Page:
Groundhog Day Invites Questions

February 2, 2009

By Phil Howley

Tens of thousands celebrated "Groundhog Day" on Monday. They gathered at Gobler's Knob in Punxsutawney, Pa., where "Punxsutawney Phil" saw his shadow and predicted six more weeks of winter.

They conducted similar rituals at the University of Dallas in Irving, Texas, where the Groundhog is the unofficial mascot. More pomp and prognostication took place in other U.S. locales.

True, Far Hills, N.J. was not one of them. Traditionally speaking, people don't come from far and wide to gather at Golf House and wait for a "Far Hills Phil" to climb from a challenging hole location. But if they did, if indeed there was a wily woodchuck who could survey the surroundings and forecast what is to come in the world of golf over the weeks ahead, here are some of the questions we might want answered.

When Will Woods Return? One thing is certain: one shadow "Far Hills Phil" would not have seen on Monday morning was the one belonging to Tiger Woods. The large reflection the world's No. 1 player casts has been missing since he claimed the U.S. Open and Battle of Wounded Knee at Torrey Pines last June.

While the game eagerly anticipates the return of its top draw, Woods, a nine-time USGA champion, has been careful not to commit to a date for his comeback from knee surgery. Some have suggested the reboot may not come until the season's first major – the Masters Tournament. Would the Golf House groundhog circle late March and the Arnold Palmer Invitational at Bay Hill Country Club in Orlando, Fla. – where Woods has won five times – as the point of re-entry?

What Next For Anthony Kim? – With Woods sidelined, Kim's star soared during the Ryder Cup last September in Kentucky. The dynamic Kim, a member of the victorious 2005 USA Walker Cup team, possesses some of the same attributes that helped Woods connect with audiences. Could the 23-year-old – known for his signature belt buckles – be fitted for his first major championship belt this summer at the U.S. Open at Bethpage State Park?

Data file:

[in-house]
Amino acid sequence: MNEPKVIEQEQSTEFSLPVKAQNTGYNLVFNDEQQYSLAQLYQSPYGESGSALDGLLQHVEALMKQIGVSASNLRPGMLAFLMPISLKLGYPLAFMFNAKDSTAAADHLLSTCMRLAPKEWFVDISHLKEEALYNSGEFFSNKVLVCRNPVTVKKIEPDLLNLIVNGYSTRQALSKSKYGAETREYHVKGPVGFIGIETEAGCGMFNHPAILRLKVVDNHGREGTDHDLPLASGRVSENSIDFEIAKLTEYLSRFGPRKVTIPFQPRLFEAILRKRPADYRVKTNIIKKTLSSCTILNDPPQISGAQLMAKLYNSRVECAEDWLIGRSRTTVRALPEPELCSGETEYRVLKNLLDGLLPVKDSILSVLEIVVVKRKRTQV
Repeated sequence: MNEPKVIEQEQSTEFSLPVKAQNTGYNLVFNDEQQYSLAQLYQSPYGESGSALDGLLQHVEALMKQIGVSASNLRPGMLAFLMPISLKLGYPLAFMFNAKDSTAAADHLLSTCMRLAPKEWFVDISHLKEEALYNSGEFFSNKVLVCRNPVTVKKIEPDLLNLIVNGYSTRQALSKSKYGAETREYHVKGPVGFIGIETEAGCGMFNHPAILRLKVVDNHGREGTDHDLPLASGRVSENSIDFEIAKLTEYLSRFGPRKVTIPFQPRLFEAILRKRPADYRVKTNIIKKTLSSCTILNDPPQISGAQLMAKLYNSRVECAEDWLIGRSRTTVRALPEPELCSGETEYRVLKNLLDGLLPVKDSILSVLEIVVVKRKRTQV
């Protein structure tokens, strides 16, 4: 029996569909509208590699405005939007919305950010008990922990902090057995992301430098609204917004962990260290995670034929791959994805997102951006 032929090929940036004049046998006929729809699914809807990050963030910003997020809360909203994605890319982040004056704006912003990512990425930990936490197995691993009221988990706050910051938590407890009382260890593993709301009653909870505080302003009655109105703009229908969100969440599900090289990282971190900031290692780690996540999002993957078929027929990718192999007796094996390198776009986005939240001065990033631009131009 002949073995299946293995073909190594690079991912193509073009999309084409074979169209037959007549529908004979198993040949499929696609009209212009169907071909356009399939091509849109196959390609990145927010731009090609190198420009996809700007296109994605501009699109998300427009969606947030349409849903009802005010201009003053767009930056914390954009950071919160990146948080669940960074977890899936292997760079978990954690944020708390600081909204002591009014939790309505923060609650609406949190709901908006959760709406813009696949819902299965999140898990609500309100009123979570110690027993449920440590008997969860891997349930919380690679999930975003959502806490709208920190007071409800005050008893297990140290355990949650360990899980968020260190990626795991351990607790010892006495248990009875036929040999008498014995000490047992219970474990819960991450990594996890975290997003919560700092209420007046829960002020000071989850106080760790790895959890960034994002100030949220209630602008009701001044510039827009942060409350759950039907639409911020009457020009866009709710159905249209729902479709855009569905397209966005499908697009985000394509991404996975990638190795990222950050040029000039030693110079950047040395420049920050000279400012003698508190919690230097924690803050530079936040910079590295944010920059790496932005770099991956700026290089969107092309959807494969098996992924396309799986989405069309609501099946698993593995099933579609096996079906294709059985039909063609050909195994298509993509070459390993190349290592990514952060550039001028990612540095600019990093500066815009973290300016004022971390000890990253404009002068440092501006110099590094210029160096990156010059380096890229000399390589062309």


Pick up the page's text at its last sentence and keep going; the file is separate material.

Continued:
Young and Restless? – Danny Lee was only a month removed from celebrating his 18th birthday last August at Pinehurst No. 2 in North Carolina when he surpassed Woods as the youngest U.S. Amateur champion. As a result, Lee will be in the field at Augusta National in April, where he will be joined by 17-year-old Japanese professional Ryo Ishikawa. Could the Masters feature its first all-teen final pairing on Sunday?

"Apprentice" Appearance – The 2009 U.S. Junior Amateur and U.S. Girls' Junior Amateur will be staged concurrently at Trump National Golf Club in Bedminster, N.J. A Donald Trump sighting isn't out of the question to congratulate the champions? Or he will tell the two hoisting the trophies, "You're fired!" instead?

Fab Four – Amanda Blumenherst, the 2008 U.S. Women's Amateur winner, finishes her brilliant four-year college career at Duke this May. Will it conclude with a fourth consecutive NCAA Player of the Year award, topping her current record of three straight in that illustrious category?     

A Walker Repeat – George "Buddy"Marucci will not have a chance to defend his 2008 USGA Senior Amateur championship, because of a previous commitment to serve a second term as USA Walker Cup captain. It's not a bad alternative considering the September Match is being staged at his home club (Merion Golf Club in Ardmore, Pa.). What if Marucci decides to shake things up by actually playing Sunday singles? Well, going for a repeat effort from 2007 at Royal County Down is more than a challenge for the 1995 U.S. Amateur runner-up.

Fab Four – Jamaica thrilled to the heroics of sprinter Usain Bolt, who won three gold medals in last year's Summer Olympics in Beijing, China. But can Jamaican native Diane Lang go one Bolt better by winning the USGA Women's Senior Amateur title for the fourth time in five years?

Park Place  – Last summer, Korean Inbee Park became the youngest U.S. Women's Open winner at age 19. She also is the fifth player in USGA history to win a U.S. Girls' Junior and Women's Open, joining three Hall of Famers in Mickey Wright, Amy Alcott and JoAnne Gunderson Carner, along with Hollis Stacy. Can Park continue on that lofty path with a big 2009?

Wie the People – In 2003, at age 13, Michelle Wie won the U.S. Women's Amateur Public Links championship. Six years later, the enormous attention surrounding her notwithstanding, it remains her only substantial victory. Now 19, Wie has full-time LPGA Tour playing status for the first time in 2009. Will this be the year she joins other young stars like 2005 U.S. Women's Amateur champion Morgan Pressel and multi-winner and 2004 Curtis Cup teammate Paula Creamer in the winner's circle?

Phillip Howley is a freelance writer whose work has appeared previously on


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